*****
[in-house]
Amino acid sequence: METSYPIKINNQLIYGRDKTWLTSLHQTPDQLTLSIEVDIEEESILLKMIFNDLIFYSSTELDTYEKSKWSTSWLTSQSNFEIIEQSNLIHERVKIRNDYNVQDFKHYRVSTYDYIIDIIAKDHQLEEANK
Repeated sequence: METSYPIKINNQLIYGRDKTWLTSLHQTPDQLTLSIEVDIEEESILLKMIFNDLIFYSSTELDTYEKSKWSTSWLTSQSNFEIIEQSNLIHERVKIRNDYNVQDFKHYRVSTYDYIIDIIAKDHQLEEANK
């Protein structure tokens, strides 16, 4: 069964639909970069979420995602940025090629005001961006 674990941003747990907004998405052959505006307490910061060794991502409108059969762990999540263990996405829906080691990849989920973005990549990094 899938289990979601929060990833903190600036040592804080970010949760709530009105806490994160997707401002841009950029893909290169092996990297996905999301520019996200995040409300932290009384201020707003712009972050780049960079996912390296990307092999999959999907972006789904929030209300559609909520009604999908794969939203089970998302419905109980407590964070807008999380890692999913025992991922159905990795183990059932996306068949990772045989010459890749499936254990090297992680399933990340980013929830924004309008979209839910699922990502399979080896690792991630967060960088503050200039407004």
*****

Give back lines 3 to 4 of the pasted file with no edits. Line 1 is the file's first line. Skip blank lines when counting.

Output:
Repeated sequence: METSYPIKINNQLIYGRDKTWLTSLHQTPDQLTLSIEVDIEEESILLKMIFNDLIFYSSTELDTYEKSKWSTSWLTSQSNFEIIEQSNLIHERVKIRNDYNVQDFKHYRVSTYDYIIDIIAKDHQLEEANK
């Protein structure tokens, strides 16, 4: 069964639909970069979420995602940025090629005001961006 674990941003747990907004998405052959505006307490910061060794991502409108059969762990999540263990996405829906080691990849989920973005990549990094 899938289990979601929060990833903190600036040592804080970010949760709530009105806490994160997707401002841009950029893909290169092996990297996905999301520019996200995040409300932290009384201020707003712009972050780049960079996912390296990307092999999959999907972006789904929030209300559609909520009604999908794969939203089970998302419905109980407590964070807008999380890692999913025992991922159905990795183990059932996306068949990772045989010459890749499936254990090297992680399933990340980013929830924004309008979209839910699922990502399979080896690792991630967060960088503050200039407004």